Monthly Archives: September 2016

Corrupt Word docx document

We all use Word for report writing and general word processing, but arghhhh, what to do when the file becomes corrupted!

One of the students here at Cranfield University, suffered a recent misfortune of corrupting a MS Word docx file. The file had been 30+ pages of closely written text, ready for a thesis meeting, when disaster struck. Somehow the document became corrupted and opened as a blank document with no text. Inspecting it, we realised the document size was still 1.5Mb – so the text was probably still in the file – even if we couldn’t see it.

We tried all means of tricks to cajole Word to open the file and recover the precious text, all to no avail. At a point frankly of some desparation, we remembered the docx file format is a zipped XML structure file. This is a saving grace – the earlier ‘doc’ format was just a proprietary binary format, now the ‘docx’ format offered some hope.

We took a copy of the file, and renamed it ‘’. This allowed us to open the zip archive, and to see the contents. Immediately we see the hierarchical structure of the document and the multiple files it contains.
MS Word XML file structure

We could then open the folder ‘word’, which showed the principle contents of the document.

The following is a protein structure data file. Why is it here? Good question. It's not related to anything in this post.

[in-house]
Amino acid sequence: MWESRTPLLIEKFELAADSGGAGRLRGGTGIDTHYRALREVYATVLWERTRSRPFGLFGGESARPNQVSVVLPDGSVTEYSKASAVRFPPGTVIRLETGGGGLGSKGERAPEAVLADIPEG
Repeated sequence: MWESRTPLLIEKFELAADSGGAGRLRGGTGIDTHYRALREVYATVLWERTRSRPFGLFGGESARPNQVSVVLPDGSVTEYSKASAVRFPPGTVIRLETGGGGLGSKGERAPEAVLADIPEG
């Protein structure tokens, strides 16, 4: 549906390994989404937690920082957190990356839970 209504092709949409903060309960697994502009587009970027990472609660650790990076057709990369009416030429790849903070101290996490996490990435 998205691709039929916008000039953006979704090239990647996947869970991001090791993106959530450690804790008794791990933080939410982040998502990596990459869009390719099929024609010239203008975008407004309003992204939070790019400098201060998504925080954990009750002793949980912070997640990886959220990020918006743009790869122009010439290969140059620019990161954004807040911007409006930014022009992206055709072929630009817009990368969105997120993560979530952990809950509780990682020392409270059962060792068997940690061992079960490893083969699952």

MS Word XML file structure

Straight away, we can see the sub-folder ‘media’ – this folder contained all the images that had been in the original document. Great – those were saved off. Now we needed to extract the text itself.

There is also the key file ‘document.xml’ – XML is XML is a software- and hardware-independent tool for storing and transporting data (, stored in plain text. We extracted the text and loaded in our favourite text editor (TextWrangler – for the Mac). Inspecting the XML file shows the usual structures of xml – all spun onto a single line, thus:
MS Word XML file structure

We could then hunt through the file and locate the text in the XML, noting the tags within which the text was recorded. In this case, we can see text tagged with <w:t>.
MS Word XML file structure

So now we needed an automated method to extract all the text from the document – to start with, no such tool is present on the Mac. However, thanks to Kevin Peck’s excellent blog here ( we found that the software xml_grep did exactly what we wanted. This uses the module XML::Twig for Perl ( Perl is a fantastic scripting language – well worth learning, and excellent for file manipulation.

As Kevin notes, the tool was swiftly installed in the Mac thus:

cd XML-Twig-3.50 (use latest version downloaded here)
perl Makefile.PL -y
make test
sudo make install

Once the tool was built and working, we could run the extraction we wanted, thus:

$> xml_grep --text_only --cond 'w:t' document.xml > extractedtext.txt

This produced a file holding the text of the document – which at least allowed our student to carry on with their work – albeit that the report needed reconstructing. Also it was interesting to see how the Office files are held as zipped XML format. In any case – phew! The learning point in all this of course is the BACK UP YOUR FILES!! This has of course been said many times 😉

ESRI Insights for ArcGIS – 2

ArcGIS Enterprise: Installing ArcGIS Portal 10.5 Beta